Saturday, January 11, 2014


I have mostly stopped wondering what lengths the natural gas industry is willing to go to insure they meet their objectives: fracking as much gas as they can possibly get out of the ground, getting it into pipeline, shunting it to export depot, and then off to the global markets as fast as they can--and before we in the "sacrifice zones" really comprehend the full extent to which we have become an extraction colony gas factory for folks who already have made more money from fossil fuel "development" than "god"--yet not so much money that they don't want more.

And of course by that time, it will be too late for our air, soil, and water.

You know, that stuff we depend on for life.

What's clear is that the gas industry wasted no time at all finding ways around Act 13--the bill that made the entire state into an EZ-Frack bonanza for the drillers all the while making it impossible for us to find out what made us sick if we're fortunate enough to live down stream, downwind--or anywhere within the relevant region.

And that's anywhere when what we're talking about is climate change.

So, long before Act 13 was found unconstitutional, the natural gas industry was buying off legislators on both sides of the isle, crafting bills to advantage themselves, gutting laws that make some part of the fracking infrastructure a teeny bit more difficult or expensive, and making sure to cover their tracks, by, in the case of SB 411, appropriating a vocabulary reserved to people who actually do good things to themselves as green-washing cover for the damage they're about do.

SB 411 is just one more version of what I have been calling cadaver cosmetics (

1. The actual cover up of the deforestation, water contamination, soil erosion, etc. caused by fracking via the cosmetic use of green paint, high fencing, grass seed, and straw (short of commandeering public roads and just scaring us away).
2. The figurative cover-up affected through the appropriation and frack-friendly transformation of language like "environmental," "green," "regulation," "middle ground," "realism"--and in this case "good samaritan" and "beneficial use."

Either way, they're trying to make a cadaver look like it's alive all the while they--like the vampires they are--suck out the blood, the bone marrow, and the life from Pennsylvania's rural communities, state forest lands--even Pennsylvania state college and university properties (

SB 411 is just one more strategy for the cadaver cosmeticians. As reported at the Delaware River Keeper:

SB 411’s scope of liability protection includes: “any person who uses and any person who allows the use of or provides mine drainage, mine pool water or treated mine water, as part of a water pollution abatement project, including a mine operator or water pollution abatement project operator that provides for payment or otherwise treated mine drainage for hydraulic fracturing or other development of a gas well, industrial or other water supply or other beneficial use of the water.”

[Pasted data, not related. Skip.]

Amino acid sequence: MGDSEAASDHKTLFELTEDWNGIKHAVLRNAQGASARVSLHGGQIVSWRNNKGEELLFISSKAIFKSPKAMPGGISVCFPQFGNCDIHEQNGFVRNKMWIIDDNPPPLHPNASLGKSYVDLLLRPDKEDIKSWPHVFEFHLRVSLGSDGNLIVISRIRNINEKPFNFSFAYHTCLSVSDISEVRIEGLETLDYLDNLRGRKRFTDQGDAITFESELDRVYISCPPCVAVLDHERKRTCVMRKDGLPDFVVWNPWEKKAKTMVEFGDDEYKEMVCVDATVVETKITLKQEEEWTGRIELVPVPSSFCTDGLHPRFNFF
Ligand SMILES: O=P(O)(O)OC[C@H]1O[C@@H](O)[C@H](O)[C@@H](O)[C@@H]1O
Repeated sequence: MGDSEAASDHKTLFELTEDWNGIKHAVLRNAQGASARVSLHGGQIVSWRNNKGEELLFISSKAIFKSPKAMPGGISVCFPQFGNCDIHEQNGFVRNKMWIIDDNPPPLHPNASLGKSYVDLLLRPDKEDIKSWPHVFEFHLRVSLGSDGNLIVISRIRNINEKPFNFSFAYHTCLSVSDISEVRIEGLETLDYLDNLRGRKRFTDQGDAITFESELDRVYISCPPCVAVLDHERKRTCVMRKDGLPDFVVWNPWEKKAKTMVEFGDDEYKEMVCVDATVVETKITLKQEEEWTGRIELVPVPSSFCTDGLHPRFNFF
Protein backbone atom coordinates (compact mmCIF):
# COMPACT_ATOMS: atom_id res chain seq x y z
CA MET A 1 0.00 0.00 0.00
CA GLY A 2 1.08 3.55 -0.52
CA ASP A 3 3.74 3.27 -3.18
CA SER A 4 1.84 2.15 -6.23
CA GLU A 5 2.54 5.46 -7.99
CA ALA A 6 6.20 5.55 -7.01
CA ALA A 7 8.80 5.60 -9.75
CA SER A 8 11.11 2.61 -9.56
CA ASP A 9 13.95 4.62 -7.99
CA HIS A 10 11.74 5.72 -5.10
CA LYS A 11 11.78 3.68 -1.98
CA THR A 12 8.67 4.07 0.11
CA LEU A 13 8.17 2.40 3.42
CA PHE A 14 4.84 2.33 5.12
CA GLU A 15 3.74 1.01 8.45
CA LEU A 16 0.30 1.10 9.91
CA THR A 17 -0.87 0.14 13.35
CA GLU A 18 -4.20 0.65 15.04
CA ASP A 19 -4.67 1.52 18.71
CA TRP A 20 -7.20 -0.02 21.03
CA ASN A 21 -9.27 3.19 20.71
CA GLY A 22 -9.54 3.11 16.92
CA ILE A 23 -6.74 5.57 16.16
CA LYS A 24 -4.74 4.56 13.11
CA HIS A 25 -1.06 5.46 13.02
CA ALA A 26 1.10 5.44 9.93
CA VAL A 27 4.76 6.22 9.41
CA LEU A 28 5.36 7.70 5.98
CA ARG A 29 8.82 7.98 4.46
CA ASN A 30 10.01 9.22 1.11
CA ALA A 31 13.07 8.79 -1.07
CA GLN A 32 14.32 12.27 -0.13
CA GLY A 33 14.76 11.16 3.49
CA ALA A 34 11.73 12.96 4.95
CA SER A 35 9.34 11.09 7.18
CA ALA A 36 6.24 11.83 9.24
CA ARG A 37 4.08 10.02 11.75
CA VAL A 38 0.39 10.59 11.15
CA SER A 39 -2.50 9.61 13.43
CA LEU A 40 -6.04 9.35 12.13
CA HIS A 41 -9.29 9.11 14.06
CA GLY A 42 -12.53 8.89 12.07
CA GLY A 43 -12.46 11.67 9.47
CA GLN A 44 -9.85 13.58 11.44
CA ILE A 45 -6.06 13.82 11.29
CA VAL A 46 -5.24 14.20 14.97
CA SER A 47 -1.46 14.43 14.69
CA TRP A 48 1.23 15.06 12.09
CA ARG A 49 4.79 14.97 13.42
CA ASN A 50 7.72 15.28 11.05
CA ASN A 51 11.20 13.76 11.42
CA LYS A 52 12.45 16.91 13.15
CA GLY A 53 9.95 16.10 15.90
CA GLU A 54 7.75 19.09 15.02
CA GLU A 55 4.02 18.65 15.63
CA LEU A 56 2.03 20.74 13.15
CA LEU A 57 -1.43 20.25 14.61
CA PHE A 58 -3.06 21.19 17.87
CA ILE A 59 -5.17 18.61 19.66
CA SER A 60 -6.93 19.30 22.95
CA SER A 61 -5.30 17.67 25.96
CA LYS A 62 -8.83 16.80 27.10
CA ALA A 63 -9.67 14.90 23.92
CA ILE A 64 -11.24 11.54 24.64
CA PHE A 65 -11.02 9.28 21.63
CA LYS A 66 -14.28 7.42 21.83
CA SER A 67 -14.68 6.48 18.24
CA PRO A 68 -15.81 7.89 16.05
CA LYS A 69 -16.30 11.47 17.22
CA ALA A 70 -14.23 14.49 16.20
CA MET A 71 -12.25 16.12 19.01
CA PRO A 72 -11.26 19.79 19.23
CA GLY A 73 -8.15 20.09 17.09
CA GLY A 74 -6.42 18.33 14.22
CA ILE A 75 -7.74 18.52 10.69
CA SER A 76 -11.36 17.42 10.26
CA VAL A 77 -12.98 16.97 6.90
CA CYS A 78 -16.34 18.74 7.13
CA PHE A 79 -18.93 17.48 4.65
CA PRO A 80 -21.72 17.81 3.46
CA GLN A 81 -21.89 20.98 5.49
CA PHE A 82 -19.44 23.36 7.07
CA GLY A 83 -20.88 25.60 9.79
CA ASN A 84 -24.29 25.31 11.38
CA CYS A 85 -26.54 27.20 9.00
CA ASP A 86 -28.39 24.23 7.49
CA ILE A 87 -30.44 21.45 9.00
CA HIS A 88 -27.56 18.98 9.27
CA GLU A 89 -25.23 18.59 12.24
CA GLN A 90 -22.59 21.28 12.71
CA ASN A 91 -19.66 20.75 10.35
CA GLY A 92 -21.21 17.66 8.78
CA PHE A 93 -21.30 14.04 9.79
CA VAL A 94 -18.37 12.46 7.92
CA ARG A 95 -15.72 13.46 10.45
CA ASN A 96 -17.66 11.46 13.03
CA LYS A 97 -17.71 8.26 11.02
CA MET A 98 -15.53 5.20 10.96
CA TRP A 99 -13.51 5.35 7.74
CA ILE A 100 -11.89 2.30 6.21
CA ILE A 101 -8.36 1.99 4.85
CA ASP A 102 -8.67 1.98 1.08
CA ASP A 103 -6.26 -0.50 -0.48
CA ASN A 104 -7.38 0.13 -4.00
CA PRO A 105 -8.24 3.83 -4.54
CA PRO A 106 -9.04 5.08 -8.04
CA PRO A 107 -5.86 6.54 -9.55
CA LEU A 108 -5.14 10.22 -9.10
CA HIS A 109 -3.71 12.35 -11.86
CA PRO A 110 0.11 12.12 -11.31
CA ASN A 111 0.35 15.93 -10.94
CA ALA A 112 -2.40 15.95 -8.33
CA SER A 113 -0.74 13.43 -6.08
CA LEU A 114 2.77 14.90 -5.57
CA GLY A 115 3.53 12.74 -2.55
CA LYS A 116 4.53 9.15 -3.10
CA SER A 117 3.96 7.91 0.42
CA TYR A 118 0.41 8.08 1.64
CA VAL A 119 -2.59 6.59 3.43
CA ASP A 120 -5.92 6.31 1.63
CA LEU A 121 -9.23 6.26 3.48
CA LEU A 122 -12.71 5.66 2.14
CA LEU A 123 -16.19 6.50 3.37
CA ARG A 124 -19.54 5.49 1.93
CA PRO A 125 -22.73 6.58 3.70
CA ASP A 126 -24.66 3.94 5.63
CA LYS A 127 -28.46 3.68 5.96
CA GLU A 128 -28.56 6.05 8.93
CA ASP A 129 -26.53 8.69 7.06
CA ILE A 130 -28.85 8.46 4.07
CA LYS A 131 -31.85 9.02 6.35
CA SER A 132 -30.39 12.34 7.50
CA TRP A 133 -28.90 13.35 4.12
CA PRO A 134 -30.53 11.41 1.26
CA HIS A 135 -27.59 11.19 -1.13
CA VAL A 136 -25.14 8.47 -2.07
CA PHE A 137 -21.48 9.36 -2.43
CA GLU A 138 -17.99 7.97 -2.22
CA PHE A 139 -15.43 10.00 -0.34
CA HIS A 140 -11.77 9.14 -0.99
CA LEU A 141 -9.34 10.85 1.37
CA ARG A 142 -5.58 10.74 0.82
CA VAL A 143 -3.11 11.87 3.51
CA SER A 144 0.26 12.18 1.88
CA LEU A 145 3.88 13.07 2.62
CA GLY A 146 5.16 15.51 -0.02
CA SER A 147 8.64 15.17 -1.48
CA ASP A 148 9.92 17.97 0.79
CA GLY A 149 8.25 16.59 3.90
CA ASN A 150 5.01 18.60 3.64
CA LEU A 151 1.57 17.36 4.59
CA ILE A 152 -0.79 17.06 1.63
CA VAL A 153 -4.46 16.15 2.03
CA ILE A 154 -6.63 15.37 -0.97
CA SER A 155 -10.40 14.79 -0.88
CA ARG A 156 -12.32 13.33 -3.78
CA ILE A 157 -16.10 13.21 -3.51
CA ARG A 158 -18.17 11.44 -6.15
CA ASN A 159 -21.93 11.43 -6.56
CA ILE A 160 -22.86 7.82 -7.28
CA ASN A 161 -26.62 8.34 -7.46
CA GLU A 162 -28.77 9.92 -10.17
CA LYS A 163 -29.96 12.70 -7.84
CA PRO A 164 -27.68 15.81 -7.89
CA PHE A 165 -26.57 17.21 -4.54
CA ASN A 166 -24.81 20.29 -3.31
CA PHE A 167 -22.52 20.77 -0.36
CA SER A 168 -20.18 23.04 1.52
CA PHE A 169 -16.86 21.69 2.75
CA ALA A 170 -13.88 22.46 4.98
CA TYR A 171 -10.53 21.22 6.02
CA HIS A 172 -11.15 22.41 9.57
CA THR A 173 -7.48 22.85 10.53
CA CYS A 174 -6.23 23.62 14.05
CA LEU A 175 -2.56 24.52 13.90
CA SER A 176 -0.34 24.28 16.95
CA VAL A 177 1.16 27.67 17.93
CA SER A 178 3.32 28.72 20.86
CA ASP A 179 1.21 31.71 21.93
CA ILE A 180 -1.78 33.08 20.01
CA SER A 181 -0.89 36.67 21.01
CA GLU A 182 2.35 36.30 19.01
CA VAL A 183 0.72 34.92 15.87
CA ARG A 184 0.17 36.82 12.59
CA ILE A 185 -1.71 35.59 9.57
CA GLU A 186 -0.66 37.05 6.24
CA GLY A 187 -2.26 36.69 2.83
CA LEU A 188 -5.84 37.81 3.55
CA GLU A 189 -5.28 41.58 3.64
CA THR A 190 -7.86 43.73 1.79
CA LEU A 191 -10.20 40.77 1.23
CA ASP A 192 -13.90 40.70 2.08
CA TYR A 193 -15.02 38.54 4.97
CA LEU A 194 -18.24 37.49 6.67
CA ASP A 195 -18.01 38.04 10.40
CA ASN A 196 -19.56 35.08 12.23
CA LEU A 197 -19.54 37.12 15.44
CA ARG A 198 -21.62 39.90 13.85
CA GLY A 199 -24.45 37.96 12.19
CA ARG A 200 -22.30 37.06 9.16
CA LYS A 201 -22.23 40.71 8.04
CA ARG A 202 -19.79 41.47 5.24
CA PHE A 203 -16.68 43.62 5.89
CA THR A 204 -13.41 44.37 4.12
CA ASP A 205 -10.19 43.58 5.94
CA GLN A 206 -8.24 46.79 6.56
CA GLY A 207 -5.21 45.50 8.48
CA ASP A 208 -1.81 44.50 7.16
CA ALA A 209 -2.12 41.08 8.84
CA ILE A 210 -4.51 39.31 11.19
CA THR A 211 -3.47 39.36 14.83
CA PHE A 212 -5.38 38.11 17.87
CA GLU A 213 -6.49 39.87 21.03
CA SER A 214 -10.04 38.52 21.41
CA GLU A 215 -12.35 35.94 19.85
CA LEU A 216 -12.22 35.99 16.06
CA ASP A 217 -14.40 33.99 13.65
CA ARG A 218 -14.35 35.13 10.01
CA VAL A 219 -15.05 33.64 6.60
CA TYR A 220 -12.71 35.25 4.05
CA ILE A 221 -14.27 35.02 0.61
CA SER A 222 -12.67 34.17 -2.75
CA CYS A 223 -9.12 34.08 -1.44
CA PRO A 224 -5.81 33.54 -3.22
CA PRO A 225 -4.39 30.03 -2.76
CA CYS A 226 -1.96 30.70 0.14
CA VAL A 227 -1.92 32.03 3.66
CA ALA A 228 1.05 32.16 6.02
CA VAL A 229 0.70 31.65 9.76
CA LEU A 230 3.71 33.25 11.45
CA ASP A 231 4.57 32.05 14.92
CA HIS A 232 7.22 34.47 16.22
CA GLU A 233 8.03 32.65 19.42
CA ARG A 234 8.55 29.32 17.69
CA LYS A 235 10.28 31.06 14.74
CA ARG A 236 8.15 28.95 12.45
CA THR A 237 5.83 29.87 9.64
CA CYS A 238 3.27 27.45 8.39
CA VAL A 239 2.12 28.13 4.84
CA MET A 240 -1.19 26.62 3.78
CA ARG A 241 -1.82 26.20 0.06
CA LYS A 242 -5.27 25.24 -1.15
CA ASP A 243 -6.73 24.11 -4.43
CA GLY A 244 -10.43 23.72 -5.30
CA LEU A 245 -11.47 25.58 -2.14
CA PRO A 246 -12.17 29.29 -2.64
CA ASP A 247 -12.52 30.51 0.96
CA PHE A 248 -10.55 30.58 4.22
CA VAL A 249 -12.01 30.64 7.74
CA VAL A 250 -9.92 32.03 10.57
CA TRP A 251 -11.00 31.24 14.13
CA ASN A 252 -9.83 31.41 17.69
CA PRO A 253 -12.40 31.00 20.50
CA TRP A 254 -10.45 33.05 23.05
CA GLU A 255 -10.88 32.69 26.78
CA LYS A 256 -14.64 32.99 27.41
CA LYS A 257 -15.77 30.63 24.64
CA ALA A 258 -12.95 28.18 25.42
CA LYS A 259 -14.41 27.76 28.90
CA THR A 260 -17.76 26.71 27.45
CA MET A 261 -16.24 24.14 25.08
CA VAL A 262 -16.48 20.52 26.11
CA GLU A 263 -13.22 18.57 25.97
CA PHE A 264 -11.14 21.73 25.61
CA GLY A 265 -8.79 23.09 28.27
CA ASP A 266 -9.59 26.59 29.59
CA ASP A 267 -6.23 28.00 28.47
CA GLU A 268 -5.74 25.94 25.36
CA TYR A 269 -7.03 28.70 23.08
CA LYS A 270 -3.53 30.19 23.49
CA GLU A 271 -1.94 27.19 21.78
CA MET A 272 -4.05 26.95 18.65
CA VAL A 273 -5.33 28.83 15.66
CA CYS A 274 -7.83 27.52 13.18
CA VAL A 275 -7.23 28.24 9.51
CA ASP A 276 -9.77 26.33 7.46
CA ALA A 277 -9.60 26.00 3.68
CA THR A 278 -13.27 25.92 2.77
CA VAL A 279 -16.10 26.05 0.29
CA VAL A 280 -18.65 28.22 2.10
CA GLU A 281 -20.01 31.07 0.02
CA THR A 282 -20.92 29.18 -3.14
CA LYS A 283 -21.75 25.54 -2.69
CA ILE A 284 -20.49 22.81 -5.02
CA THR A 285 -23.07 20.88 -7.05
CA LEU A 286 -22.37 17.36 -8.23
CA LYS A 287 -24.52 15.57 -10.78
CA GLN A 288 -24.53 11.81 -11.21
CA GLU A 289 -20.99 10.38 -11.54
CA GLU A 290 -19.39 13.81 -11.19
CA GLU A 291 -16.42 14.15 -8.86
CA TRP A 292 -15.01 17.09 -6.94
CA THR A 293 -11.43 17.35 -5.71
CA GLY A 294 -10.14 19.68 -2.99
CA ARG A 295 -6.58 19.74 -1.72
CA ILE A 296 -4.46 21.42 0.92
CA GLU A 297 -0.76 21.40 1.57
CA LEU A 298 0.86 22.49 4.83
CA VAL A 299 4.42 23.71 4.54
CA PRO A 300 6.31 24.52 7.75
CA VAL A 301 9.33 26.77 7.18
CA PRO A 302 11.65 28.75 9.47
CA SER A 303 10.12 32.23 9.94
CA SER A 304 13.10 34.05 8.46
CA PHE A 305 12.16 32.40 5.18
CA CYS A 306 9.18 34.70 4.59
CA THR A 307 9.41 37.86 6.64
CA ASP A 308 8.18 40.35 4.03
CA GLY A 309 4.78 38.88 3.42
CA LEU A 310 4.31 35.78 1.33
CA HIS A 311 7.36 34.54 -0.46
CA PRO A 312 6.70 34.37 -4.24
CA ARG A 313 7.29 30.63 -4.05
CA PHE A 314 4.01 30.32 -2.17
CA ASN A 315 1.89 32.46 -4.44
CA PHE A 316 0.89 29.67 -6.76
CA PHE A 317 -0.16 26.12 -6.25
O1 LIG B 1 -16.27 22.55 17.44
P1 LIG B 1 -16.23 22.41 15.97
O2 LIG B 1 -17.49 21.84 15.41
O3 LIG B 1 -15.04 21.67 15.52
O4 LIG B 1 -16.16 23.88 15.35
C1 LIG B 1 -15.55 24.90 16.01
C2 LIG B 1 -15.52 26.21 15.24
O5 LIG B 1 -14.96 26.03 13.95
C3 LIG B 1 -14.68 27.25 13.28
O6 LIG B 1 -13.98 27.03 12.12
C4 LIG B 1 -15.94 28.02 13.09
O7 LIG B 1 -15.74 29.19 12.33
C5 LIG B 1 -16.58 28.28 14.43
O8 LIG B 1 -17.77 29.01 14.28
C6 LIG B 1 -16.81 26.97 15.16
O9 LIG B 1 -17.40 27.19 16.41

The bill defines “other beneficial use” as, “Any use of water for a purpose that produces any economic, environmental, ecological, or other benefits, including irrigation, silvaculture, cooling water, flow maintenance and augmentation, consumptive use makeup, and any other use of water deemed to be a beneficial use under common law.” (

In other words "beneficial use" may now be defined as the use of one highly polluting mining process to the ends of another highly polluting mining process--acid mine drainage for frack water.

Imagine what that will look like when it's done!

To give you an idea, here's a acid mine drainage:

"Acid mine drainage is one of mining's most serious threats to water. A mine draining acid can devastate rivers, streams, and aquatic life for hundreds, and under the "right" conditions, thousands of years.

How does it form?

At metal mines, the target ore (like gold, silver, copper, etc) is often rich in sulfide minerals.

When the mining process exposes the sulfides to water and air, together they form sulfuric acid.

This acid can and often does dissolve other harmful metals and metalloids (like arsenic) in the surrounding rock.

Acid mine drainage can be released anywhere on the mine where sulfides are exposed to air and water -- including waste rock piles, tailings, open pits, underground tunnels, and leach pads.

Acid drainage is often marked by "yellow boy," an orange-yellow substance... that occurs when the pH of water drops low enough so that previously dissolved iron precipitates out.